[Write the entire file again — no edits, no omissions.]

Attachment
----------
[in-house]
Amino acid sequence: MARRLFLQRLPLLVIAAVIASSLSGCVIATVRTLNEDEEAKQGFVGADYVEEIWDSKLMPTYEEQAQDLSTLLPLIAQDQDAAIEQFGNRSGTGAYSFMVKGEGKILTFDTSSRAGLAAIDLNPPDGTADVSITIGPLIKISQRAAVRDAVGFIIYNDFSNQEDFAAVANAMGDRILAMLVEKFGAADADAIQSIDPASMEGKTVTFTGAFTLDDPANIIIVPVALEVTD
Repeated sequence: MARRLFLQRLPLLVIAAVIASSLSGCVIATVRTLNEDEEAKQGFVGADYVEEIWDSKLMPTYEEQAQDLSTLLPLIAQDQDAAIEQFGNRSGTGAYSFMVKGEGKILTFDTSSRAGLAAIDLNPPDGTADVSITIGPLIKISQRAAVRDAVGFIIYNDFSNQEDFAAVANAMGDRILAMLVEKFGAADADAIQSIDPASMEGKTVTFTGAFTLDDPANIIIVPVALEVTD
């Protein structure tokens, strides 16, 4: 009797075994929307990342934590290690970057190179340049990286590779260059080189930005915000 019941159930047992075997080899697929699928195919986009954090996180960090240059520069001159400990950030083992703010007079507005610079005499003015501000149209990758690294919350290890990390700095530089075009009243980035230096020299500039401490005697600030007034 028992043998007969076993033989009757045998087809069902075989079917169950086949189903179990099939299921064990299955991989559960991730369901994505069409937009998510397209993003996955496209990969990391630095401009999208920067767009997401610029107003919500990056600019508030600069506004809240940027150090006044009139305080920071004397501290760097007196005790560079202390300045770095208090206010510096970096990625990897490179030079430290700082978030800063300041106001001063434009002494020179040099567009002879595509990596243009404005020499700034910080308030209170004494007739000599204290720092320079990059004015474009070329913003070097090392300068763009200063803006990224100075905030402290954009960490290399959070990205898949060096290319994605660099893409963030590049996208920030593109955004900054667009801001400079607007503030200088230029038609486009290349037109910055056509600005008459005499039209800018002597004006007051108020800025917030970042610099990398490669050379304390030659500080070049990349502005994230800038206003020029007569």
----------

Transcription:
[in-house]
Amino acid sequence: MARRLFLQRLPLLVIAAVIASSLSGCVIATVRTLNEDEEAKQGFVGADYVEEIWDSKLMPTYEEQAQDLSTLLPLIAQDQDAAIEQFGNRSGTGAYSFMVKGEGKILTFDTSSRAGLAAIDLNPPDGTADVSITIGPLIKISQRAAVRDAVGFIIYNDFSNQEDFAAVANAMGDRILAMLVEKFGAADADAIQSIDPASMEGKTVTFTGAFTLDDPANIIIVPVALEVTD
Repeated sequence: MARRLFLQRLPLLVIAAVIASSLSGCVIATVRTLNEDEEAKQGFVGADYVEEIWDSKLMPTYEEQAQDLSTLLPLIAQDQDAAIEQFGNRSGTGAYSFMVKGEGKILTFDTSSRAGLAAIDLNPPDGTADVSITIGPLIKISQRAAVRDAVGFIIYNDFSNQEDFAAVANAMGDRILAMLVEKFGAADADAIQSIDPASMEGKTVTFTGAFTLDDPANIIIVPVALEVTD
């Protein structure tokens, strides 16, 4: 009797075994929307990342934590290690970057190179340049990286590779260059080189930005915000 019941159930047992075997080899697929699928195919986009954090996180960090240059520069001159400990950030083992703010007079507005610079005499003015501000149209990758690294919350290890990390700095530089075009009243980035230096020299500039401490005697600030007034 028992043998007969076993033989009757045998087809069902075989079917169950086949189903179990099939299921064990299955991989559960991730369901994505069409937009998510397209993003996955496209990969990391630095401009999208920067767009997401610029107003919500990056600019508030600069506004809240940027150090006044009139305080920071004397501290760097007196005790560079202390300045770095208090206010510096970096990625990897490179030079430290700082978030800063300041106001001063434009002494020179040099567009002879595509990596243009404005020499700034910080308030209170004494007739000599204290720092320079990059004015474009070329913003070097090392300068763009200063803006990224100075905030402290954009960490290399959070990205898949060096290319994605660099893409963030590049996208920030593109955004900054667009801001400079607007503030200088230029038609486009290349037109910055056509600005008459005499039209800018002597004006007051108020800025917030970042610099990398490669050379304390030659500080070049990349502005994230800038206003020029007569």